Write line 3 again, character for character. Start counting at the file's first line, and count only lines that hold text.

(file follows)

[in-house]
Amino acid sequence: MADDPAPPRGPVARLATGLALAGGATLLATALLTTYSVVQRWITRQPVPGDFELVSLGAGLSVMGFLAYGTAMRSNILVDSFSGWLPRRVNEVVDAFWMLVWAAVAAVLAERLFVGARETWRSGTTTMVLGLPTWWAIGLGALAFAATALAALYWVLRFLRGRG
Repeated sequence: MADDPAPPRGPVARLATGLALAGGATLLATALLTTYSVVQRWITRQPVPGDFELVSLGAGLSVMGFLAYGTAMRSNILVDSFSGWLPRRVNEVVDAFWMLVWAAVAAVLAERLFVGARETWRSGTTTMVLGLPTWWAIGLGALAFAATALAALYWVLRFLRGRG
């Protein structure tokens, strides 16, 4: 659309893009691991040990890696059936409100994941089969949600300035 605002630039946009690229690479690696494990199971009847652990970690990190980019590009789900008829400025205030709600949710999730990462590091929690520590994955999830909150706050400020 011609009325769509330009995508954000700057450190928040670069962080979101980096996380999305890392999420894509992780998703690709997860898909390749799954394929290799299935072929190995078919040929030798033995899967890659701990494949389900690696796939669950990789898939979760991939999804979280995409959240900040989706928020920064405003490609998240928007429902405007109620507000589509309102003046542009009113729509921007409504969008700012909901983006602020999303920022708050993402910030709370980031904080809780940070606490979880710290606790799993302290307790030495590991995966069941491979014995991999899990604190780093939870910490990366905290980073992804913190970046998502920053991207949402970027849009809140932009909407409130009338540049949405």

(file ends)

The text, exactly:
Repeated sequence: MADDPAPPRGPVARLATGLALAGGATLLATALLTTYSVVQRWITRQPVPGDFELVSLGAGLSVMGFLAYGTAMRSNILVDSFSGWLPRRVNEVVDAFWMLVWAAVAAVLAERLFVGARETWRSGTTTMVLGLPTWWAIGLGALAFAATALAALYWVLRFLRGRG